Food sense

Shopping Cart View in Supermarket Aisle Milk Yogurt Frozen Food Freezer and Shelves with customer defocus background

The price of food continues to go up.
A weak dollar, climate changes, and consumer trends are expected to keep driving up the cost of our grocery bill this year. The University of Guelph’s Food Institute estimates food bills will rise as much as four per cent in 2016, costing the average household an additional $345. Now more than ever, we need to get the most bang for our food dollar. You can learn these skills with your Bedford/Sackville Community Health Team.
“You have given us a gift of learning how to shop, cook and encouraged our self-esteem,” say community health team clients Lorraine and Carla Jean. “You gave us confidence.”
Lorraine and Carla Jean participated in one of the Community Health Team’s most popular programs, “Making the Most of Your Food Dollar.” This free program focuses on planning meals to balance health, budget, time and food waste through effective planning and shopping techniques. Participants discover the best buys in each of the food groups, delicious receipes using lower-cost ingredients, how to shop like a savings pro and much more.
“Most people do not realize that most grocery store shelf stickers have a unit price on them”, says Community Health Team dietitian Jacklynn Humphrey. “It can be very challenging to figure out what product is really the cheapest when foods come in different size packaging. That is a lot of mental math. The unit price on the sticker tells you how much a product is per unit to allow to you easily compare brands and sizes. This is just one of the things you will learn in our program.”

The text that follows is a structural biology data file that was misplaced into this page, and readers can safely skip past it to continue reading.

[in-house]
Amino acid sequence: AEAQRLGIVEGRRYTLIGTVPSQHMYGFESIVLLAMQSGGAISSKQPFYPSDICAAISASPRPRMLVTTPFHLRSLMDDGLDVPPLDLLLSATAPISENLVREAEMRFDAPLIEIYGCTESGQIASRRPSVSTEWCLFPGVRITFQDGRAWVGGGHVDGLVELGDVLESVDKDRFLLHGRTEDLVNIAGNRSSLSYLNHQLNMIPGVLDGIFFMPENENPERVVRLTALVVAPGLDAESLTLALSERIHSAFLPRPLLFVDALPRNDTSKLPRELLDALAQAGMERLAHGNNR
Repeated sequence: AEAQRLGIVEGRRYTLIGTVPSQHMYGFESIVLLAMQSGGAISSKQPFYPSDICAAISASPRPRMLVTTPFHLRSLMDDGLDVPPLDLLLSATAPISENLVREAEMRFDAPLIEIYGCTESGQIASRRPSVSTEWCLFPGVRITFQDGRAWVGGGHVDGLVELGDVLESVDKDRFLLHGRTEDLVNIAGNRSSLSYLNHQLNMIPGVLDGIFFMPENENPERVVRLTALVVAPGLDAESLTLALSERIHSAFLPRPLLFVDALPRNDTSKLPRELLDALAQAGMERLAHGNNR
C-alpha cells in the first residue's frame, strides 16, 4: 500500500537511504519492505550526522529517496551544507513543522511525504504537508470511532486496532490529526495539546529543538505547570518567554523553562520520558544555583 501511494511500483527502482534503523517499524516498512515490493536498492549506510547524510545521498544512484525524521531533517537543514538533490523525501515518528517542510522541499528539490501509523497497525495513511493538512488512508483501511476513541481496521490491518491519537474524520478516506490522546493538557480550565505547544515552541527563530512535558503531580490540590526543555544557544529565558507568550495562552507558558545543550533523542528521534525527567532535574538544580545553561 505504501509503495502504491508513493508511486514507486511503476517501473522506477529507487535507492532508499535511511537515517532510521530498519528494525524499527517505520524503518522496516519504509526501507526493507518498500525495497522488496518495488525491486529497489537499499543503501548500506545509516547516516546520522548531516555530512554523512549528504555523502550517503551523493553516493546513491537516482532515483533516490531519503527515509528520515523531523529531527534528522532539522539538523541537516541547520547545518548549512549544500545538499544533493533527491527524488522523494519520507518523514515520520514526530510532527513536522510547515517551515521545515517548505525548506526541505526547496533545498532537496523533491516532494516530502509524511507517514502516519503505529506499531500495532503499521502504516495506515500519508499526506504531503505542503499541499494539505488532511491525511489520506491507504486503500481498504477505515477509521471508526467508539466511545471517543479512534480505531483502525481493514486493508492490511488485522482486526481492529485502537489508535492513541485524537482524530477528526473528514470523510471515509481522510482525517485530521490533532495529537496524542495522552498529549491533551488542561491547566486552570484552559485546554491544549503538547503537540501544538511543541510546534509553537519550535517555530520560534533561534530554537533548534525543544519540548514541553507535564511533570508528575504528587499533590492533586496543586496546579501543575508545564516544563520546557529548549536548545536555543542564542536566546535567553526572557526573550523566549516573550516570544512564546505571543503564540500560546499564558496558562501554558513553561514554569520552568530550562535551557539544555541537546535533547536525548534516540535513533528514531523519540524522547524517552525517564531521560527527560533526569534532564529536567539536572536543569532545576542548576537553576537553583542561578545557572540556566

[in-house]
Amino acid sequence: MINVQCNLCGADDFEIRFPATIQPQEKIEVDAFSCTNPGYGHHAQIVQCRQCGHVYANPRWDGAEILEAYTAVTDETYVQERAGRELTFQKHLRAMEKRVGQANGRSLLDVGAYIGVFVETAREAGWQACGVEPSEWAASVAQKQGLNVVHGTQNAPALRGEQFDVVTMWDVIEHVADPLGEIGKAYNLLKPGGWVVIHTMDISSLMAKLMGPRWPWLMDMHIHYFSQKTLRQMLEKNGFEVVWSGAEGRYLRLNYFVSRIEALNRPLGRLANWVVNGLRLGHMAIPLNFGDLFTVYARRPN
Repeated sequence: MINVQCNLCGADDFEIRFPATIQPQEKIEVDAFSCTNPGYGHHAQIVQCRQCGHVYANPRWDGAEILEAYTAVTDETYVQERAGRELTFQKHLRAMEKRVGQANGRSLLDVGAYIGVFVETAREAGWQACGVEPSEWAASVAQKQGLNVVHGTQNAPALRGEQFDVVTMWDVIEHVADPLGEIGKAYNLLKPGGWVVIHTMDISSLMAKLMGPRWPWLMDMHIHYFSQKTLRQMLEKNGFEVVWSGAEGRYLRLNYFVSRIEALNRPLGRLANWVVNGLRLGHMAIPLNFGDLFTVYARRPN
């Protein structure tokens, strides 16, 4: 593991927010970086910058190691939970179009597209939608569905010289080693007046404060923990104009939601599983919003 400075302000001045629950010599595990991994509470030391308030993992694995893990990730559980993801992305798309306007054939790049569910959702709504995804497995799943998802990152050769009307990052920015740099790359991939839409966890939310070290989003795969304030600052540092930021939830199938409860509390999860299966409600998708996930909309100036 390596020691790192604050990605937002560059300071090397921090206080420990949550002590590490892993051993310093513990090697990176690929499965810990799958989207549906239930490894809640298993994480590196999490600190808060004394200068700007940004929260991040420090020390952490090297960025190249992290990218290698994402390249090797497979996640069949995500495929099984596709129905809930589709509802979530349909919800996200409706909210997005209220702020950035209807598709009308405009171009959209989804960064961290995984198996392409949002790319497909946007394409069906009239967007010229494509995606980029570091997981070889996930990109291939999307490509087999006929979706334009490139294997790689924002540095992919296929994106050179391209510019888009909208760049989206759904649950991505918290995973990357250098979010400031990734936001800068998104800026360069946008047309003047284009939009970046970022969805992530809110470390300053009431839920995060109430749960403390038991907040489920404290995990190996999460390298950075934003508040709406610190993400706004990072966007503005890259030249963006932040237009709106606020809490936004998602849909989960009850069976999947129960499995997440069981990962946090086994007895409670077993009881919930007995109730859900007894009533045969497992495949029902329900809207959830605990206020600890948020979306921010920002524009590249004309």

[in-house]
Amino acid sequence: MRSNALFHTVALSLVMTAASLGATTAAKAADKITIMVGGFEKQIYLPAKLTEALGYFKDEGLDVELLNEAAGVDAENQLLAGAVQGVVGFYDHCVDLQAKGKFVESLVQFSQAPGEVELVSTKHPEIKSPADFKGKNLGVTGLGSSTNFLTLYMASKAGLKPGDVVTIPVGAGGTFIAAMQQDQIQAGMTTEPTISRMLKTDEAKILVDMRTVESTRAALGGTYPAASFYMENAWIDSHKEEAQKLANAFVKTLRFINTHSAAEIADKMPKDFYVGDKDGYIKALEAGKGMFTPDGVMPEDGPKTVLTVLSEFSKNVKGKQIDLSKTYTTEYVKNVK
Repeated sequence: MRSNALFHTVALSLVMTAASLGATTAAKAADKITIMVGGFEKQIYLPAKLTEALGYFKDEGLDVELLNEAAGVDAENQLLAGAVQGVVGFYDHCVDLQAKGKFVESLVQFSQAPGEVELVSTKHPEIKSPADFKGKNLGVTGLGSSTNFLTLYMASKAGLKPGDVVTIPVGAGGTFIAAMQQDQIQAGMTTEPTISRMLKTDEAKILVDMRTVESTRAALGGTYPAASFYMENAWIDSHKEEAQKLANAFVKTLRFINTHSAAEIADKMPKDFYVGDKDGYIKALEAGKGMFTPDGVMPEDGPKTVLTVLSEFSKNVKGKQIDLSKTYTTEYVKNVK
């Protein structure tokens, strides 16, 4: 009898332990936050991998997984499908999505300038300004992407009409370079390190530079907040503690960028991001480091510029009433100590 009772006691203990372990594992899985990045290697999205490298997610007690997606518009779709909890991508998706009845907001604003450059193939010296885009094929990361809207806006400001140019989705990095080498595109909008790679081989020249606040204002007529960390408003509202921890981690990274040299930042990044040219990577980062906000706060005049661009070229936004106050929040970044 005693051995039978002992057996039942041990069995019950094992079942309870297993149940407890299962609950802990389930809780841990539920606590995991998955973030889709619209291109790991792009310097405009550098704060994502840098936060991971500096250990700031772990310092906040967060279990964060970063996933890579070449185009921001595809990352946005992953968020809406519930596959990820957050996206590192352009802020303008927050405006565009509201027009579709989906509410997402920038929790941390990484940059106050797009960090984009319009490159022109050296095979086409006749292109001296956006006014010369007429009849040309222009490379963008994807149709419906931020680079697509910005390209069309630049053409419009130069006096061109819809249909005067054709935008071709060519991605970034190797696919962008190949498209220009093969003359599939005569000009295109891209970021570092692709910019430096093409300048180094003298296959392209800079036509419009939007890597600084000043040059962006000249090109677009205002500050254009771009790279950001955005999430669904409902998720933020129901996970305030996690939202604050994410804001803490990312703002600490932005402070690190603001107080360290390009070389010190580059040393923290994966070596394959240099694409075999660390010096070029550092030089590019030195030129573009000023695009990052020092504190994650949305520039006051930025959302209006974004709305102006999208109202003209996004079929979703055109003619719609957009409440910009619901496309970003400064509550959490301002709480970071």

Eating healthy is expensive, no matter how carefully you plan. Knowing this, the Community Health Teams created all of its programs with this understanding. So, if you go to session on Food for One or Two, Prediabetes, Food Fads or Discovering Your Best Weight, all Community Health Team programs are built on practical, lower cost ways to eat as healthy as you can afford. All programs are free, offered in multiple community locations. No referral is required. Programs run during the day and in the evenings.
“It’s free and that made a difference because I could not afford other programs,” says one client. “I’ve been to many classes offered by the Community Health Team, like physical activity, nutrition and weight management. I’ve enjoyed every one of them.”
The Community Health Teams offer many free programs to help support clients to better manage their health: programs on physical activity, emotional wellness, parenting, managing risk factors and nutrition. To register for an upcoming program call 902-460-4560 or register online at

This story was originally published in Halifax Magazine.

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